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Why Ann Arbor's longstanding The Bang! dance party must die


Jason Gibner and Jeremy Wheeler. - DOUG COOMBE
  • Doug Coombe
  • Jason Gibner and Jeremy Wheeler.

When artists Jeremy Wheeler and Jason Gibner first started their cassette tape-fueled dance party, The Bang!, nearly 20 years ago, Wheeler says it was more about convenience than trying to be retro or cool.

The two had just moved to Ann Arbor from Grand Rapids, and quickly took to the city's house party scene. "We didn't know how to DJ, but we knew how to make mixtapes, and we made real good ones," Wheeler says. "So when we started The Bang!, we were just like, 'Oh, let's just do that. That's real easy.'"

What is now known as The Bang! was first held in November 2001 at the Half-way Inn, a student-run music venue in the basement of a dorm at U-M. "It was just like an indie rock, indie pop dance night with a bunch of our friends that quickly kind of grew out of there," Wheeler says. The party soon moved to the larger Blind Pig, where it has existed in some form ever since.

Until now, that is. On Saturday, Wheeler and Gibner will throw their last Bang!

"We always wondered like, is there going to be another one?" Wheeler says. "Like each year we're just like, 'Oh, is there going to be another one?'" In recent years, the party had been pared down from a monthly to just one or two a year.

"This year, it's like, hey, we're at 18," Wheeler says. "It's time for the Bang! to move out of the house and get a job."

Wheeler's child analogy doesn't hold up for very long, though.

"It felt like the natural right time to kill it," he says.

The final Bang! is the Halloween-themed The Bang! Must Die. Ending on a Halloween party was a bit of a no-brainer, as The Bang! developed into a costume party known for its outlandish themes over the years.

Wheeler says it started out as a simple rock 'n' roll party, with tracks from artists like Bowie, Pulp, the Rolling Stones, and James Brown. The costume aspect, he says, happened organically.

"I had designed all the posters and put The Dukes of Hazzard on a poster and people just showed up in Daisy Dukes," Wheeler says. "And we were just like, 'Oh, okay, maybe it's time for themes, I guess.' And then we just kinda ran with that and we been getting stupid with it for years."

That includes the popular Physical Bang!, "where we could buy shitty exercise bikes and put them on the stage, and people would come in, you know, with leg-warmers and thongs and shit," Wheeler says. Other themes were fairly obvious, like the Valentine's Day-themed Love Bang!, Space Bang!, and the Vault of Midnight-sponsored superhero Super Bang!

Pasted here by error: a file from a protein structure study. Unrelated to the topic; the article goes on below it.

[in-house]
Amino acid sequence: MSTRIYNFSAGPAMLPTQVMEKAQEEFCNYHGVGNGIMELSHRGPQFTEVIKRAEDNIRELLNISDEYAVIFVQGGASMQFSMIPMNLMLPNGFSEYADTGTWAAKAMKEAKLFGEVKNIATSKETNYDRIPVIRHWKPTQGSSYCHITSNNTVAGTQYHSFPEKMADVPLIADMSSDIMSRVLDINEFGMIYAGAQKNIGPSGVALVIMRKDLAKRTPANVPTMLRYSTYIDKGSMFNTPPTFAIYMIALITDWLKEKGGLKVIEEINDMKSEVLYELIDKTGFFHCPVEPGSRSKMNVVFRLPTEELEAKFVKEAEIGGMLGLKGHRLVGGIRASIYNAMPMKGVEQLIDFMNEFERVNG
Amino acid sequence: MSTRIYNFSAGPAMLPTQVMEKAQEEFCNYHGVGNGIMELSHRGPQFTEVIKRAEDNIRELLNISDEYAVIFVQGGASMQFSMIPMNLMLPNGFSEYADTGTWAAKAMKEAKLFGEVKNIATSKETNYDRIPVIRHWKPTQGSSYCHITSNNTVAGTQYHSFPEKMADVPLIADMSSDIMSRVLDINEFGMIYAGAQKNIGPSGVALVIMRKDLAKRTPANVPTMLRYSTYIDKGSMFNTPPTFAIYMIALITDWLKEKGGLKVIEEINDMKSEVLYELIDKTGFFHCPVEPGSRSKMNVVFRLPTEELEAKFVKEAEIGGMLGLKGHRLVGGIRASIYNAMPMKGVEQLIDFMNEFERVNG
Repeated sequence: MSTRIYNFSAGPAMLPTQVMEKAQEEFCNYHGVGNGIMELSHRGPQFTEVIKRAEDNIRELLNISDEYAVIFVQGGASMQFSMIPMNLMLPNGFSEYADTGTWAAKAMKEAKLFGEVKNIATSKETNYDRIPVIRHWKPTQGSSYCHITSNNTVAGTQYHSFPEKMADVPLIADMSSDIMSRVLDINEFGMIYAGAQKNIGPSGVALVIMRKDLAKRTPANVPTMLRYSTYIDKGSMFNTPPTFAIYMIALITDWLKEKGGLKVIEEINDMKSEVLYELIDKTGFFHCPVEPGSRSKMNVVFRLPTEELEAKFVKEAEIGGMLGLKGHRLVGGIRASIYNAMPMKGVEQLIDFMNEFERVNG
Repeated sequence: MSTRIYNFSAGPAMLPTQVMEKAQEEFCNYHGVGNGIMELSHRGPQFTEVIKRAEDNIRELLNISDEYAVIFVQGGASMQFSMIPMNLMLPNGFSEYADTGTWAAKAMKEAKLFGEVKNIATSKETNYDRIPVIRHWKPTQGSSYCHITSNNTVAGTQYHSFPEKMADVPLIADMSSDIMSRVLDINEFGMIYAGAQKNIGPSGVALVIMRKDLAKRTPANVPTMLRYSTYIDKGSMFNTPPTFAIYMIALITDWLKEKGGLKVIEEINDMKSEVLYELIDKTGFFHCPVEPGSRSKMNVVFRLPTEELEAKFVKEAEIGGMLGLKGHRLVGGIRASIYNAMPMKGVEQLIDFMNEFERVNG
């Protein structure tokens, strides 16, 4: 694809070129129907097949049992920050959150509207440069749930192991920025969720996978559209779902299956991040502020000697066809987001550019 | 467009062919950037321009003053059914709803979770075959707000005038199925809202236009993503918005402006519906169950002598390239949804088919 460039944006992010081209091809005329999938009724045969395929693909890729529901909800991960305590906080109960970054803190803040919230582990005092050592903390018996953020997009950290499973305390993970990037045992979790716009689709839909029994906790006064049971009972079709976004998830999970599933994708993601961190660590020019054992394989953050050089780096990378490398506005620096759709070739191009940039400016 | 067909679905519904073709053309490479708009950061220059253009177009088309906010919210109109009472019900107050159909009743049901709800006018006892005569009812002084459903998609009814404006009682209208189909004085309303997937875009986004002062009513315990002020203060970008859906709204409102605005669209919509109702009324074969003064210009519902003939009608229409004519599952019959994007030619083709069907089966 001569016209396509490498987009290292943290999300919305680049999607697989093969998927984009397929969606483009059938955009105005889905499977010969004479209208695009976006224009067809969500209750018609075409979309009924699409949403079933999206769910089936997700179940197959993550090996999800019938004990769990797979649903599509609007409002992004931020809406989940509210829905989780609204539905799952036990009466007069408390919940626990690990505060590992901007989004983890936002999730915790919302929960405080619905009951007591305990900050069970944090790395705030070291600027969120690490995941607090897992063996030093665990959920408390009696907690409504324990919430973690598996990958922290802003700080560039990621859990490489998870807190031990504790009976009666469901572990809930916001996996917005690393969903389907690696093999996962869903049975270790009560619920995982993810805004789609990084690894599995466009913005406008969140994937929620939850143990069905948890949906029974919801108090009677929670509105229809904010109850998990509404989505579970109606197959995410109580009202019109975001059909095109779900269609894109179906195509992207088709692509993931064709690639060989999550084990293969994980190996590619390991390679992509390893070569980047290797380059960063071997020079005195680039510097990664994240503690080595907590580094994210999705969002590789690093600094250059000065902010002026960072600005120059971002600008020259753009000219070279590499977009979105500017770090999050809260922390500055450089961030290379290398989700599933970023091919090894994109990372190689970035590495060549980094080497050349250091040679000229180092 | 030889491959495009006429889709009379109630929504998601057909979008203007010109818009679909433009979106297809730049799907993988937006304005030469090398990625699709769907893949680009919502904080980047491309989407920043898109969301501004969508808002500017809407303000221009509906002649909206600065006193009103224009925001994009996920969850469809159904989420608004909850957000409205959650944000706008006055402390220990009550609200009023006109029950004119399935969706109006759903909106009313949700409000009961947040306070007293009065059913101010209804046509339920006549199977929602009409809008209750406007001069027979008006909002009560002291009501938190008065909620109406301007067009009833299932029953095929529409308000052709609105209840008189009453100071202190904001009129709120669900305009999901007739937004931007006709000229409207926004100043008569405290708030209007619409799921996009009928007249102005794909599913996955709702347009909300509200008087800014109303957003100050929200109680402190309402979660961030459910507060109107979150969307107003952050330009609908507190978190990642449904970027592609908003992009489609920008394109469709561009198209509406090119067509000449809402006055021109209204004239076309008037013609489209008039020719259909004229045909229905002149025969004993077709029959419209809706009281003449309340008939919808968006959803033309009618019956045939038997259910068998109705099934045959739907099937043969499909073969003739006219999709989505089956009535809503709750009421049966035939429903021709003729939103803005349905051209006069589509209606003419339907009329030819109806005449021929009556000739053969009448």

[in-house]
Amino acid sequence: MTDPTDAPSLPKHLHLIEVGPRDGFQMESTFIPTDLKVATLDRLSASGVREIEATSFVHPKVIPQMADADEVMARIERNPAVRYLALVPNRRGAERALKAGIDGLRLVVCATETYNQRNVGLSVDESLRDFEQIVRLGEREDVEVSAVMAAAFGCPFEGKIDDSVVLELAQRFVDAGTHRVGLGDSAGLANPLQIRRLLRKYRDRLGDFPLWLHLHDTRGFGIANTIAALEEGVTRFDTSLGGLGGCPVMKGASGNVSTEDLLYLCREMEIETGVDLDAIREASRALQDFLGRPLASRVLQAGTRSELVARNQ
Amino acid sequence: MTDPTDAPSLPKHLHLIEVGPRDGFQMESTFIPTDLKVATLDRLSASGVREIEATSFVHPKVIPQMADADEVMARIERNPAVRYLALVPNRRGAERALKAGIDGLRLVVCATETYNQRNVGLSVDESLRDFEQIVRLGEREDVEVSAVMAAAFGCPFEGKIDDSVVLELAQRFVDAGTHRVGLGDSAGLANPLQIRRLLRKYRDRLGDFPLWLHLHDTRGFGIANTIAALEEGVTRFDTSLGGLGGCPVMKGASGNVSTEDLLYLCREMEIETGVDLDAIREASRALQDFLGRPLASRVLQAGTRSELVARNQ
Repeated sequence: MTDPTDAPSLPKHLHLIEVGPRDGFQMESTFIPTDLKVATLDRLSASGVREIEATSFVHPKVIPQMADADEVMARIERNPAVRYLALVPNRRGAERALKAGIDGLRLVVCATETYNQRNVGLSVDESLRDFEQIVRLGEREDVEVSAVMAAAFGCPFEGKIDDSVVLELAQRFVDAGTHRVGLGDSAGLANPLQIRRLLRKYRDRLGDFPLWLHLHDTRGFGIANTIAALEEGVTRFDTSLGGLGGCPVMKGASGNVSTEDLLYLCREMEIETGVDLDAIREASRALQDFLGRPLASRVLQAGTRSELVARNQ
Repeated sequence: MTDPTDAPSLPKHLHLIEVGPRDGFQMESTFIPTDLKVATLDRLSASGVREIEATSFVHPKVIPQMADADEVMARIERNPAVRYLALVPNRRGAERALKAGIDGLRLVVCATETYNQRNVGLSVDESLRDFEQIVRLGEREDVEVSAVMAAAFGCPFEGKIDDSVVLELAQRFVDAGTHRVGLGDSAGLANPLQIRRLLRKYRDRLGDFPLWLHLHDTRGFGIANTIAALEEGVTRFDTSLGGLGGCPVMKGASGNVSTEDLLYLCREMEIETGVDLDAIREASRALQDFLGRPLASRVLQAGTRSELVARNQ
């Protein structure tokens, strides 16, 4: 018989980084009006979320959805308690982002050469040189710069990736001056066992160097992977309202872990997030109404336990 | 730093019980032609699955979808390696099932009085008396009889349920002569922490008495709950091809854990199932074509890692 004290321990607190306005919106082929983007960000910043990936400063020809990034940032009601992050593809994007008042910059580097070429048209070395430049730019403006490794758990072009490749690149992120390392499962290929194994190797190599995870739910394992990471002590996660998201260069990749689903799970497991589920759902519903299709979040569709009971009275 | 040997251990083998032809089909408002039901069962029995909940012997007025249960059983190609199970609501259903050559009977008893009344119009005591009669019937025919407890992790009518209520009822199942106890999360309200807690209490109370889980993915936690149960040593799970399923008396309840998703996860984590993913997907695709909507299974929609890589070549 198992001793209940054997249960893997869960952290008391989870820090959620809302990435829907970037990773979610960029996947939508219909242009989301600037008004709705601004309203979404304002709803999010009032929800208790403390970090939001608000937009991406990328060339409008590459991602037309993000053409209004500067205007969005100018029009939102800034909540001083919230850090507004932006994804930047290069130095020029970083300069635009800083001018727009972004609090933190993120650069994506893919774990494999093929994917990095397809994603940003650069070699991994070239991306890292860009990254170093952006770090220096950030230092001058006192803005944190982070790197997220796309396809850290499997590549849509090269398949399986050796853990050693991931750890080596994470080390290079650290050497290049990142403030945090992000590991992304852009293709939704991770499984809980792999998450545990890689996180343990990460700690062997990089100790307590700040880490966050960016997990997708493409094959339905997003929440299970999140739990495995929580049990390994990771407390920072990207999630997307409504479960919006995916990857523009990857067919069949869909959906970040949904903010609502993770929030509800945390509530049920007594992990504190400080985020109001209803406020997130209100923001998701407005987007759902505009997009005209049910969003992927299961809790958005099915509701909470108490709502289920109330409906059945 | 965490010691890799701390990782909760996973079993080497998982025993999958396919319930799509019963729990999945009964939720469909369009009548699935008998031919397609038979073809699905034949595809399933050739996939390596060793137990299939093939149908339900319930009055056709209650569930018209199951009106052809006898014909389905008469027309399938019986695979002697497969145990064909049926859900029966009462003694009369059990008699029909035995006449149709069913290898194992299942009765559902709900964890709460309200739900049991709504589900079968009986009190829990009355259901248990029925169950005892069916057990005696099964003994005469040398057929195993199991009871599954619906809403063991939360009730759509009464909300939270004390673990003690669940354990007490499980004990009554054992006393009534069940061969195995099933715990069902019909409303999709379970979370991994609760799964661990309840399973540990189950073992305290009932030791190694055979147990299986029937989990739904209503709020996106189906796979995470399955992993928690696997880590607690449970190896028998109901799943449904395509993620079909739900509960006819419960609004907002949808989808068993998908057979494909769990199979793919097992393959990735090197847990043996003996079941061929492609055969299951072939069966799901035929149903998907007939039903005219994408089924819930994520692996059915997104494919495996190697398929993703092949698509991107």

Some ideas were perhaps a bit more esoteric.

"We did a 'Hot Leather Magic Bang!" Wheeler says. "We were reaching for that one. We were thinking like, wizards on motorcycles and shit."

"There's so many I can't even remember," he says.

The parties have hosted multiple generations of U-M students at this point, thanks to its 18+ age limit. While the spirit of The Bang! has lived on through the years, Wheeler admits that the younger attendees don't always understand the mixtape element of it. "People come up with their phones and they try to request stuff and we're just like, 'It's all planned,'" he says. "'We made these tapes days ago!'"

Wheeler and Gibner make two tapes each, and alternating between a Gibner side and a Wheeler side and so on, all night long. Sure, it's a primitive setup — there's a moment of silence between sides — but it works.

"It's just like a way [to] kind of just press play and then you go dancing or do whatever," he says. "As long as like every half hour that tape flips, then you're all good."

Over the years, Wheeler says some aspects of the playlist have stayed the same, but some have changed. "We've gone through different revolutions throughout the 18 years," he says. "We definitely had a dance punk era, that was a big thing for a little while. But we still keep those, like, classics, like the Ramones — you know, you can't have a dance party without the Ramones. We still play Oasis. We still play these things that, like, make us happy." A staple is Squeeze's "Bang Bang," typically played as the closing song of the night with a call-and-response singalong.

Wheeler says he feels bittersweet about bidding farewell to The Bang!

"It feels real good, but you know, there's a hint of sadness," he says. "It's been with us for a very long time. We've gone through a whole lot of crazy stuff, you know, life-wise during all of this."

He says he expects to see plenty of the friends and volunteers who helped build sets and props for the party's elaborate themes over the years. He heard that some people are even flying in for a reunion.

Still, with death comes life.

"People have met at The Bang!" Wheeler says. "People have gotten married because of The Bang!, and had kids because of The Bang! And that is just a mind fuck. What do you do with that?"

"I can hardly remember half the things we did — never mind, like, being responsible for life in this world," he says.

Doors at 9:30 p.m. on Saturday, Oct. 26; The Blind Pig; 208 S. First St., Ann Arbor; 734-996-8555; blindpigmusic.com. Cover is $8, or $11 for those under 21.

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